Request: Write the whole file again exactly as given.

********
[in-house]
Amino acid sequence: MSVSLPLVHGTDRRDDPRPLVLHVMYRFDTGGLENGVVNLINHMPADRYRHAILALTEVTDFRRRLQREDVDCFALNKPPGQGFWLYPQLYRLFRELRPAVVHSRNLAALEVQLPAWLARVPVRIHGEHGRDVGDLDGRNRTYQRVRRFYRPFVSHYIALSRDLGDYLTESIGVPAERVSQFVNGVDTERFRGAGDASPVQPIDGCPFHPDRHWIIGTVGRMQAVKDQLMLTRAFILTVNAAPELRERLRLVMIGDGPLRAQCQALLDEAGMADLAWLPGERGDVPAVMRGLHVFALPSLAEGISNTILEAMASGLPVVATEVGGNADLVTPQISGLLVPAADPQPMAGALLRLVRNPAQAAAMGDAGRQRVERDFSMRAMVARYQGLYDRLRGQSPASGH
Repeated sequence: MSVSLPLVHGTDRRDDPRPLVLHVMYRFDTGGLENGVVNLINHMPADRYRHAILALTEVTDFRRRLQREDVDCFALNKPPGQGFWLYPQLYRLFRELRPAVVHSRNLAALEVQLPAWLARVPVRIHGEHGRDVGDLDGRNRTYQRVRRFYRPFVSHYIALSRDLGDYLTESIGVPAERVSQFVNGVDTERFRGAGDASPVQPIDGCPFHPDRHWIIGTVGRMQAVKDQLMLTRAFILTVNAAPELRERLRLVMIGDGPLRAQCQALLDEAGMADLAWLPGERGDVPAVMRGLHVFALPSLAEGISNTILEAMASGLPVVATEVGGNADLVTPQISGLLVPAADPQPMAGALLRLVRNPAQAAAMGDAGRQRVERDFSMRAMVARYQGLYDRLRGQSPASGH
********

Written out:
[in-house]
Amino acid sequence: MSVSLPLVHGTDRRDDPRPLVLHVMYRFDTGGLENGVVNLINHMPADRYRHAILALTEVTDFRRRLQREDVDCFALNKPPGQGFWLYPQLYRLFRELRPAVVHSRNLAALEVQLPAWLARVPVRIHGEHGRDVGDLDGRNRTYQRVRRFYRPFVSHYIALSRDLGDYLTESIGVPAERVSQFVNGVDTERFRGAGDASPVQPIDGCPFHPDRHWIIGTVGRMQAVKDQLMLTRAFILTVNAAPELRERLRLVMIGDGPLRAQCQALLDEAGMADLAWLPGERGDVPAVMRGLHVFALPSLAEGISNTILEAMASGLPVVATEVGGNADLVTPQISGLLVPAADPQPMAGALLRLVRNPAQAAAMGDAGRQRVERDFSMRAMVARYQGLYDRLRGQSPASGH
Repeated sequence: MSVSLPLVHGTDRRDDPRPLVLHVMYRFDTGGLENGVVNLINHMPADRYRHAILALTEVTDFRRRLQREDVDCFALNKPPGQGFWLYPQLYRLFRELRPAVVHSRNLAALEVQLPAWLARVPVRIHGEHGRDVGDLDGRNRTYQRVRRFYRPFVSHYIALSRDLGDYLTESIGVPAERVSQFVNGVDTERFRGAGDASPVQPIDGCPFHPDRHWIIGTVGRMQAVKDQLMLTRAFILTVNAAPELRERLRLVMIGDGPLRAQCQALLDEAGMADLAWLPGERGDVPAVMRGLHVFALPSLAEGISNTILEAMASGLPVVATEVGGNADLVTPQISGLLVPAADPQPMAGALLRLVRNPAQAAAMGDAGRQRVERDFSMRAMVARYQGLYDRLRGQSPASGH